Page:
Imagine you’re applying for a job role with a salary package of $60k and you’ve written a 350-word application/covering letter. Divide 350 into the 60K and every word on the page has a potential value of $171.42.
Actually, let’s stop here because by this stage the person will have stopped reading your résumé. They will take the view that if you cannot be bothered getting your application right, they can’t be bothered reading it.
Hot tip: Tailor every application letter to the role you are applying for. Sending a standardised letter doesn’t work. It’s obviously a ‘one size fits all’ letter and won’t do anything to make you a stand-out candidate.
In most cases, organisations will want to host interviews with applicants who have progressed in the job application process. There are different types of interview styles and methods that you should be ready for.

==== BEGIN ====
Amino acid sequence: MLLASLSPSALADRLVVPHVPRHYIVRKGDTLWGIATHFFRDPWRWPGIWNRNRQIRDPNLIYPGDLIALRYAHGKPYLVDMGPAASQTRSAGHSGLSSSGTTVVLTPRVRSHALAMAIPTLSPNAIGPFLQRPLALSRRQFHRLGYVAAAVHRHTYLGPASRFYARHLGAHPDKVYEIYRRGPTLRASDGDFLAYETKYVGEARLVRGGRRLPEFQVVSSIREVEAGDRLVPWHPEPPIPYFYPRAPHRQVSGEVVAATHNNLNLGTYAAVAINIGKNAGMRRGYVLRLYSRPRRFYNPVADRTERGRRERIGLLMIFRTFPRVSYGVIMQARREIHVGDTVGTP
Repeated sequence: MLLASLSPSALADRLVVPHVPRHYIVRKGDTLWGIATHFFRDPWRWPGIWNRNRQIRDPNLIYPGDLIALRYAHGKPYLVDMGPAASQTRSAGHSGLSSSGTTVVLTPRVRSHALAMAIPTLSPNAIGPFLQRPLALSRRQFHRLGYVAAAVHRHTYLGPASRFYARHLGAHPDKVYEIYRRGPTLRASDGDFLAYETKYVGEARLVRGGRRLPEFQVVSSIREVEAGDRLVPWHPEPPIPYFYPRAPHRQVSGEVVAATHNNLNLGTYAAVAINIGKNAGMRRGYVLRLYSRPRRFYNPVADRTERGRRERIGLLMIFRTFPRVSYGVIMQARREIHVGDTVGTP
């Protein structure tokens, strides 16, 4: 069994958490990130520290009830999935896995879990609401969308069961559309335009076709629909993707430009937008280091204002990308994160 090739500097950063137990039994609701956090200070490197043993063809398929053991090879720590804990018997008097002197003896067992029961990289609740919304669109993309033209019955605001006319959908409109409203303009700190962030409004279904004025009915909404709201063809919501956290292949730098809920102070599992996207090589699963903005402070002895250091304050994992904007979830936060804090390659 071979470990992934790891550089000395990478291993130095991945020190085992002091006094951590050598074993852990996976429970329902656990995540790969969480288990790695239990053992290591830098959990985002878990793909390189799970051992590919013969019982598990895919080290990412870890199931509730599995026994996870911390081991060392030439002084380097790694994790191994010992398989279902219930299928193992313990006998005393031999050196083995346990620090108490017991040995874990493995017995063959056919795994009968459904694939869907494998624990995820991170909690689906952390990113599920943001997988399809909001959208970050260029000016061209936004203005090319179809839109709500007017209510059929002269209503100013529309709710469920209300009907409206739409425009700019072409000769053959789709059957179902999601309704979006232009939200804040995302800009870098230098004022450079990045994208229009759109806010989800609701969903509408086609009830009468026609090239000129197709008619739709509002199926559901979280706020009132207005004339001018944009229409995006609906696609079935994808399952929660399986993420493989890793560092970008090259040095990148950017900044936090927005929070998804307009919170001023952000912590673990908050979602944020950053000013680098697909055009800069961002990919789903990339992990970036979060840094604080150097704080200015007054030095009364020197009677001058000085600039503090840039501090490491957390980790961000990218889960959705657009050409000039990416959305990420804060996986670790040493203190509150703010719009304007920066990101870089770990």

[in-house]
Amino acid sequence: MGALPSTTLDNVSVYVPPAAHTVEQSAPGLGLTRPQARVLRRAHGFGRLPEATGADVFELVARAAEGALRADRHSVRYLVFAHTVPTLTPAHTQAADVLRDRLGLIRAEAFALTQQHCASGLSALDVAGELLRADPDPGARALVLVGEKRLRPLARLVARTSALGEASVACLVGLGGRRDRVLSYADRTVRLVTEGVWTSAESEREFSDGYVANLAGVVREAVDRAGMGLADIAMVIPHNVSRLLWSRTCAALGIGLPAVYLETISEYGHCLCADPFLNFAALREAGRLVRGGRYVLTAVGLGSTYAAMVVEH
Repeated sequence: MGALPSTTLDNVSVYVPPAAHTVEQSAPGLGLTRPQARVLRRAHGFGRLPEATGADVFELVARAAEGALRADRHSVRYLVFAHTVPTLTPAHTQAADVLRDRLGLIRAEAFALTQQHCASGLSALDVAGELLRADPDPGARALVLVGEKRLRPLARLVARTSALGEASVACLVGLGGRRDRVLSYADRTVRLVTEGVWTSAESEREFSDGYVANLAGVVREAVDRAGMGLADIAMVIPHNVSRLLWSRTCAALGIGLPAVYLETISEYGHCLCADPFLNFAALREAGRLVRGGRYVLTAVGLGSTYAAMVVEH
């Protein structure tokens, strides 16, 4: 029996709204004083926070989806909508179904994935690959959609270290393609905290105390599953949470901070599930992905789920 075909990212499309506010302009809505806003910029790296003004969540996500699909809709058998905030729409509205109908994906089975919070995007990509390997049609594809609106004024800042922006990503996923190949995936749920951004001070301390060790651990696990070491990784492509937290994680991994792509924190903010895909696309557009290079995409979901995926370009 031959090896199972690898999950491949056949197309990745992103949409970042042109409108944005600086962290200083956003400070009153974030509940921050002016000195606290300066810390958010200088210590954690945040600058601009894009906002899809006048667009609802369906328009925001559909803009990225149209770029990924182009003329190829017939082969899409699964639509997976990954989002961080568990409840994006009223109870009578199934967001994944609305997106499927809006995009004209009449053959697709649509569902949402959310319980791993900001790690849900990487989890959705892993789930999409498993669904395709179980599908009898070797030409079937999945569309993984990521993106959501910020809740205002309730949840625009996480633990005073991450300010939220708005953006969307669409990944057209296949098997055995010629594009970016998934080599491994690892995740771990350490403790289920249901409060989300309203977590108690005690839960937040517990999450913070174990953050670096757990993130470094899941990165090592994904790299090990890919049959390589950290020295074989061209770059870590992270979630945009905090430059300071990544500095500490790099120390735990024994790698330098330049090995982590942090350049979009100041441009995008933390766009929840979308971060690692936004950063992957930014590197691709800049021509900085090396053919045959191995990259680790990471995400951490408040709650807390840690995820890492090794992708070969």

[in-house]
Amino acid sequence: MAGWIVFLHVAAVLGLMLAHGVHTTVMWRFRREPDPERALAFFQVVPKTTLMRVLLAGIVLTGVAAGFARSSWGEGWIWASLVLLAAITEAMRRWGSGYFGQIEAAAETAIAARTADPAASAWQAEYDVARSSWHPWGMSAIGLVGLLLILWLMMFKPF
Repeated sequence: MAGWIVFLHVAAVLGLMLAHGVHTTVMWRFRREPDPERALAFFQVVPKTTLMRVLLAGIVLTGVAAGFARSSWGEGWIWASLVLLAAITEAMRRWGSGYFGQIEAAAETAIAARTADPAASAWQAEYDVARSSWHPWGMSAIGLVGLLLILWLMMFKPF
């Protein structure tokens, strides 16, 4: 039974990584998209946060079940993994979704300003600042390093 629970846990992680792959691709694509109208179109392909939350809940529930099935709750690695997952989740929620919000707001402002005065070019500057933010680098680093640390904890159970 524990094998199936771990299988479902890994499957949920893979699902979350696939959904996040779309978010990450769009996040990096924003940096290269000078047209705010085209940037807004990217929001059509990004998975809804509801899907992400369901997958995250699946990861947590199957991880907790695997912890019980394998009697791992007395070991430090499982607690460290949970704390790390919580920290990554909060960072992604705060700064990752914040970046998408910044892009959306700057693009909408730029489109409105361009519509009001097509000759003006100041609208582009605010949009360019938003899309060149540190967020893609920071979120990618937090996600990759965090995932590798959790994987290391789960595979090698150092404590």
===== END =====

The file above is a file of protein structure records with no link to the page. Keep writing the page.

It is not uncommon for candidates to attend an interview at the organisation's premises. The interview is typically hosted by one or more interviewers who will ask pointed questions to you in an attempt to determine your suitability for the position.
Once you have started applying for positions you need to be prepared for scheduled and unscheduled phone interviews. Sometimes the organisation will call, email or SMS you to arrange a day and time. This allows you to review your application and gather your thoughts before the call. Sometimes they will call and ask if you are free to talk right away. It happens, so you need to be able to deal with any situation.
A group interview might involve a few candidates, or perhaps even twenty. It depends on the role and what the organisation finds the most effective and time-efficient. Group interviews involve activities of some kind.
Hot tip: If you are travelling to an unfamiliar location, and if you have time, it’s a good idea to do a trial run so you know the best way to go and how long it will take. This removes a lot of anxiety.